March 8th – June 17th
Robert Willams ‘SLANG Aesthetics!’ at LSU Museum (Baton Rouge, LA)
Thursday, March 8th 6-8:30PM
On View: March 8th – June 17th, 2018
Taking Place At:
LSU Museum of Art
100 Lafayette St,
Baton Rouge, LA 70801
On March 8, 2018, LSU Museum of Art will exhibit the work of Robert Williams.
Robert Williams: Slang Aesthetics showcases over 30 oil paintings as well as ephemera and drawings by the artist upheld as the godfather of the lowbrow and pop surrealist art movements.
Robert Williams’ epic cartoon-inspired history paintings draw from American vernacular and its visual slang. Relying on concrete, relatable, and often absurd imagery to invoke social commentary, Williams work continues to confront and confound. In the 1960s, Williams began creating work that channeled the shifting energies and immediacy of counterculture. His paintings rejected the prevailing dominance of conceptual minimalism, focusing instead on a return to craftsmanship, figuration and popular imagery. In 1979, Williams coined the term “low brow” as a way to articulate his opposition to an establishment “high” art world from which he was excluded. For better or worse, “low brow” became the namesake of the fledgling New Contemporary movement, which Williams was instrumental in fostering.
Williams grew up immersed in California’s hot rod Kustom Kulture, Rock n’ Roll and EC Comics, and was steeped in the populist currents of his era. He worked commercially and became studio Art Director to Kustom Kulture icon Ed “big daddy” Roth in 1965, and was a founding contributor to the underground ZAP Comix in the late 60s, all the while creating his own caustic, unapologetic work. In 1994 Williams founded Juxtapoz Art & Culture Magazine, a publication dedicated to the underground, which has become the top-selling art magazine worldwide.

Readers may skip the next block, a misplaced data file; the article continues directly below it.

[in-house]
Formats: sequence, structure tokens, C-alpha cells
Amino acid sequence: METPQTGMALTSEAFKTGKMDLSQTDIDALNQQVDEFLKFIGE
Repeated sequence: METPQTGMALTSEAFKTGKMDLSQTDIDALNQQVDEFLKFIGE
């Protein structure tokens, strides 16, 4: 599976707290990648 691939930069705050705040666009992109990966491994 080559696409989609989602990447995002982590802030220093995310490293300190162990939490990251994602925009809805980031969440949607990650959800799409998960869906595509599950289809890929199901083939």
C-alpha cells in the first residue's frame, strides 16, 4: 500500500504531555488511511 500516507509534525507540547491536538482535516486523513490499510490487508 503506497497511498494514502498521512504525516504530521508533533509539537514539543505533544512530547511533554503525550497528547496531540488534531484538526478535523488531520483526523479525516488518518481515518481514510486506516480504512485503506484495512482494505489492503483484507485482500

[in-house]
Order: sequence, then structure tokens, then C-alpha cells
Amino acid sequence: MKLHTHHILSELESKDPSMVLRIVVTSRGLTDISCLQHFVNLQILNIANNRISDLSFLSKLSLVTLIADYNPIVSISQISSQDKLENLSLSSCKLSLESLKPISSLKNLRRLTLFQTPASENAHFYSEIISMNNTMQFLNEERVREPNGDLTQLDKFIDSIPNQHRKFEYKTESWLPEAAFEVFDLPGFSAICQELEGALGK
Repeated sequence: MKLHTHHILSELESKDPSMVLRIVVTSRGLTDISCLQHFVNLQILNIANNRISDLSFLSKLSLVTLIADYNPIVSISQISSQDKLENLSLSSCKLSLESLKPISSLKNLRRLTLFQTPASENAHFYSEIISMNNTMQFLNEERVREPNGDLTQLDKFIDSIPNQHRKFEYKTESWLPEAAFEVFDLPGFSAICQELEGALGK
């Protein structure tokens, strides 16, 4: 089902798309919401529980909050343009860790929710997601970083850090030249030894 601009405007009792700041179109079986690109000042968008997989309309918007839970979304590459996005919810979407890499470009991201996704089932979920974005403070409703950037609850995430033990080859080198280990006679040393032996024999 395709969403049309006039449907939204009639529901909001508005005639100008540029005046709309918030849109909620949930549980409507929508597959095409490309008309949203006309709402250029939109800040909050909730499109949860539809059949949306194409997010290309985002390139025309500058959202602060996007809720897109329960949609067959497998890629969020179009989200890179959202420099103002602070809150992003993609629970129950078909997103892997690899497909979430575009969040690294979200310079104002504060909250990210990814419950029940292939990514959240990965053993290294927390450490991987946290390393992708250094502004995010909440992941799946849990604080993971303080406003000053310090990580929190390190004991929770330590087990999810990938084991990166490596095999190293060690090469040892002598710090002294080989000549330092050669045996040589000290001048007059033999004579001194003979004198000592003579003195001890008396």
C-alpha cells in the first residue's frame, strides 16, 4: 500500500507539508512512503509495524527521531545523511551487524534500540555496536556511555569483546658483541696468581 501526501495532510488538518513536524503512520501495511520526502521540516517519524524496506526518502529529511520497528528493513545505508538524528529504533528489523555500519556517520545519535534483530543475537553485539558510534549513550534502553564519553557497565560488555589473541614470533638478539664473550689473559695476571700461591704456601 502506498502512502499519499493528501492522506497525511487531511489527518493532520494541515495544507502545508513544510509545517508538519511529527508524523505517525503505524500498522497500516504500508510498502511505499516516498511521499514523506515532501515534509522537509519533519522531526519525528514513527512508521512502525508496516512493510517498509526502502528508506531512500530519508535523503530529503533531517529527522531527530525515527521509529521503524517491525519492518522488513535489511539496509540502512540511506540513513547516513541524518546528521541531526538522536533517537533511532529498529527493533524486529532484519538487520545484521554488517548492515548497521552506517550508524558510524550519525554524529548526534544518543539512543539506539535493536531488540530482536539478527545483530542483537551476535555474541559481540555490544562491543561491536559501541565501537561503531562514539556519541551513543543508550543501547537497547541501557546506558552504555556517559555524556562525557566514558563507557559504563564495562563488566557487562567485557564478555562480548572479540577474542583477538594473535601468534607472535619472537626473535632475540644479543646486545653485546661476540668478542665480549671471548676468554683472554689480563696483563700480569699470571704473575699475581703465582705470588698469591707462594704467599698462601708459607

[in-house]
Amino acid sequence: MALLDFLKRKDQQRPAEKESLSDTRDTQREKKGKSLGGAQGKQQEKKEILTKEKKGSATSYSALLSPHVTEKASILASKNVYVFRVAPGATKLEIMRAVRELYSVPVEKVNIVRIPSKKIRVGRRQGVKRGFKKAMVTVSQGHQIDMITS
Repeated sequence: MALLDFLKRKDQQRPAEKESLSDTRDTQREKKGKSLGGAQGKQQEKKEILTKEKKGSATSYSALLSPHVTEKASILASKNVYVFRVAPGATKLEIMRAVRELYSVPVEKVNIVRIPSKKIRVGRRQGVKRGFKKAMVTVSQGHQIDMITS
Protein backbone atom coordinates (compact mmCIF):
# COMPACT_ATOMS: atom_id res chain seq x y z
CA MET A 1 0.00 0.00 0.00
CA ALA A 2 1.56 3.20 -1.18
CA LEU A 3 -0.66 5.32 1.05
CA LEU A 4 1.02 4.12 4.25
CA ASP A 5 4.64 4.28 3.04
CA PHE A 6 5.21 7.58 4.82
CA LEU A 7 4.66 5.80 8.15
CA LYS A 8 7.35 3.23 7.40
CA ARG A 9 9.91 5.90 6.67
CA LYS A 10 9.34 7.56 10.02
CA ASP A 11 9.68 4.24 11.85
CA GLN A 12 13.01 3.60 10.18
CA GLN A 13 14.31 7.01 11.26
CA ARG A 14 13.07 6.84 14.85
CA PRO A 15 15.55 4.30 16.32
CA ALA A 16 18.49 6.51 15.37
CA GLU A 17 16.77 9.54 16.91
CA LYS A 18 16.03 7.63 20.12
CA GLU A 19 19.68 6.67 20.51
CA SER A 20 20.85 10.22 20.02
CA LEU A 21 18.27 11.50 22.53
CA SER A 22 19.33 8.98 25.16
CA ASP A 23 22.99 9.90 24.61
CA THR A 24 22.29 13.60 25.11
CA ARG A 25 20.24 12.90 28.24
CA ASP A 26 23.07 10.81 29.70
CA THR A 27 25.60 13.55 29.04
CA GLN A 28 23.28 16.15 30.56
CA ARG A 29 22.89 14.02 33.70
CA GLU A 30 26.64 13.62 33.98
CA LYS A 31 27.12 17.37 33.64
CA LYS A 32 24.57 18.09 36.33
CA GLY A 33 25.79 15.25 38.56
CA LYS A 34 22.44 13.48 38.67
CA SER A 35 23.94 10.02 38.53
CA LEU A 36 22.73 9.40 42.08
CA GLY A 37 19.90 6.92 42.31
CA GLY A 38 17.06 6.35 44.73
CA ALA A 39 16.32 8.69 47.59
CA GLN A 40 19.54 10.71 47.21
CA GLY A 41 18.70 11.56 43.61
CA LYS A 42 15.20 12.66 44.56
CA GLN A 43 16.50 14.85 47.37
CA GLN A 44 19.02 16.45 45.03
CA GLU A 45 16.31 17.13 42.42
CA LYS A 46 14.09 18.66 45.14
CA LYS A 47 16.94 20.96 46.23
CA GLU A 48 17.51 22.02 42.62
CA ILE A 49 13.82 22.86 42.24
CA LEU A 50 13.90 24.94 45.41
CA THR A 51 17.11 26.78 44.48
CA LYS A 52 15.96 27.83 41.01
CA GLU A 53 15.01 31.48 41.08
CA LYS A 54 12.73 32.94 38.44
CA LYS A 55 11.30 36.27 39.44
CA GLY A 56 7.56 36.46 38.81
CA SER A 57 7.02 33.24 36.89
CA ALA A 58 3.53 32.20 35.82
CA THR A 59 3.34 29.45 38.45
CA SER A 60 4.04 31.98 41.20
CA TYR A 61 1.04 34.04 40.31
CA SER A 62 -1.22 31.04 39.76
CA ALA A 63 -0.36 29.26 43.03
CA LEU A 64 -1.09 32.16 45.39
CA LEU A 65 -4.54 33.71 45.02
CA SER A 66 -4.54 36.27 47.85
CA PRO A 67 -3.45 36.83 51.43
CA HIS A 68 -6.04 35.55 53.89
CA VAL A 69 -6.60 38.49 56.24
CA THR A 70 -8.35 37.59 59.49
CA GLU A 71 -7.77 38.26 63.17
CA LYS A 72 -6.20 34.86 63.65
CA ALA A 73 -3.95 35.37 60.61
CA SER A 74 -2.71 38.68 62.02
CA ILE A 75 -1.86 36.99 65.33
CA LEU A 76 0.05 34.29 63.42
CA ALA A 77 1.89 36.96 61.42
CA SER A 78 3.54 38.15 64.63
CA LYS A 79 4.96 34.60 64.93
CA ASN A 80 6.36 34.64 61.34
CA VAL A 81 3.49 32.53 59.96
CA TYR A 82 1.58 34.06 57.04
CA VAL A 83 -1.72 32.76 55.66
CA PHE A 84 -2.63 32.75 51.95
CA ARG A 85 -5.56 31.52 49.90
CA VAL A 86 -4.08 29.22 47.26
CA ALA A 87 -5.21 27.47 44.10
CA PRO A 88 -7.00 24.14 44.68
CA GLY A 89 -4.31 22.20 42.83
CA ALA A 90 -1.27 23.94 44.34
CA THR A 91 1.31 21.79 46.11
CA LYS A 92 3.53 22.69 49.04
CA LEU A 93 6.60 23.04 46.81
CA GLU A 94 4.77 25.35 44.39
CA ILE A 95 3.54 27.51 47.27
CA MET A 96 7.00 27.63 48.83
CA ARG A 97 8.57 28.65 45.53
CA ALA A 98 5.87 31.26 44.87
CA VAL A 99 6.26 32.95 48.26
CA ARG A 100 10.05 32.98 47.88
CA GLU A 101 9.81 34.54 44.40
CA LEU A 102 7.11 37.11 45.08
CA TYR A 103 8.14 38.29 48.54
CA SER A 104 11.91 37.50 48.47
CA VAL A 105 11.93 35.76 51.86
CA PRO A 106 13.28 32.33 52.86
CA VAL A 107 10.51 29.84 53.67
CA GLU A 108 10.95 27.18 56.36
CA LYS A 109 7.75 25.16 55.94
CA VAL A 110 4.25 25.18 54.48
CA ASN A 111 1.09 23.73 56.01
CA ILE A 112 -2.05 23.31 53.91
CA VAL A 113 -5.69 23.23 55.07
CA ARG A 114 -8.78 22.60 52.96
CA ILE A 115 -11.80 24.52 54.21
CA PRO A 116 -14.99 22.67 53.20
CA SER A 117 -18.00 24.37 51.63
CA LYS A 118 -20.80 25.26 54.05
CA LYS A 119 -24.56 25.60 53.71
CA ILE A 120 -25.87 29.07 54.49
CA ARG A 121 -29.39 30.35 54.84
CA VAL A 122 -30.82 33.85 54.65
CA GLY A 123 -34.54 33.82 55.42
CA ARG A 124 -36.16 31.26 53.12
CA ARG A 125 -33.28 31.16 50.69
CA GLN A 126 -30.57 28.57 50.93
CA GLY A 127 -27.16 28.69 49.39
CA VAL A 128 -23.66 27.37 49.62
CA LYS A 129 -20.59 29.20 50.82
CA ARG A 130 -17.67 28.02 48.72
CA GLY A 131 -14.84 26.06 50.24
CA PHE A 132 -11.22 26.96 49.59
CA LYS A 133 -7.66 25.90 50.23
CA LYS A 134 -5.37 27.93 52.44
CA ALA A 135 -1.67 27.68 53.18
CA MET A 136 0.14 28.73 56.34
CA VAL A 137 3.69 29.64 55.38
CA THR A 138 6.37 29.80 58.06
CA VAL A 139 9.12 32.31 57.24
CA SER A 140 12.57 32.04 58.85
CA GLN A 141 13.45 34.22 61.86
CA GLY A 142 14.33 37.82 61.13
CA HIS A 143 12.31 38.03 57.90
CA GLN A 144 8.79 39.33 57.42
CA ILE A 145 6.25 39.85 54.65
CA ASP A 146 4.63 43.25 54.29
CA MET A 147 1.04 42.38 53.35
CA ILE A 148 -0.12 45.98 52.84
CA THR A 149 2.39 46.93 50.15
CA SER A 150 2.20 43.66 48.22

This program is made possible in part by the Louisiana Decentralized Arts Funding Grant from the Arts Council of Greater Baton Rouge in cooperation with the Louisiana Division of the Arts, Office of Cultural Development, Department of Culture, Recreation and Tourism, and Louisiana State Arts Council. Additional support for this exhibition is provided by Annual Exhibition Fund donors The Imo N. Brown Memorial Fund in memory of Heidel Brown and Mary Ann Brown; Louisiana CAT; Charles Schwing; Alma Lee, H.N. and Cary Saurage Fund; Newton B. Thomas Family/Newtron Group; LSU College of Art + Design; and Susanna Atkins McCarthy.
Robert Williams: Slang Aesthetics is presented courtesy of the Artist, Thinkspace Gallery, and curator Josef Zimmerman and will be on view at the LSU Museum of Art March 8 through June 17, 2018.
Robert Williams: Slang Aesthetics reception
March 8, 2018, 6–8:30 p.m.
Artist Robert Williams will give a gallery talk at 6:30 p.m. Hors d’oeuvres and a cash bar will be available. $10 for general public, $5 for students/faculty with ID, free for LSU MOA members.
Film Screening with Manship Theatre: Robert Williams: Mr. Bitchin’
March 11, 2018, 6–8:30 p.m.
Manship Theatre will screen the documentary Robert Williams: Mr. Bitchin’ in conjunction with Slang Aesthetics. Mr. Bitchin’ delivers insight into multiple American counter-cultures by following the great American artist and underground legend Robert Williams. From Hot Rods to Punk and Metal, from LSD to the top of the art world, the influential paintings of Robert Williams defied categorization until they became their own art movement. Museum admission before the film is included in the ticket price. $8.50 for general public, $7 for LSU MOA members.
March 15, 2018, 6–8 p.m.
LSU art history professor Joe Givens will give a gallery talk on the work of Robert Williams in the fifth floor museum, followed by a rooftop beer tasting with Brasseurs a la Maison homebrewers. $10 for general public, $5 for members, free for Contemporaries.
Brown Bag Lunch: Horrors of Morality
April 4, 2017, 12–1 p.m.
LSU art history professor Joe Givens will discuss morality in the work of Robert Williams and William Hogarth, whose moralizing print series from LSU Museum of Art’s Permanent Collection are on display in conjunction with Robert Williams: Slang Aesthetics. Free to attend.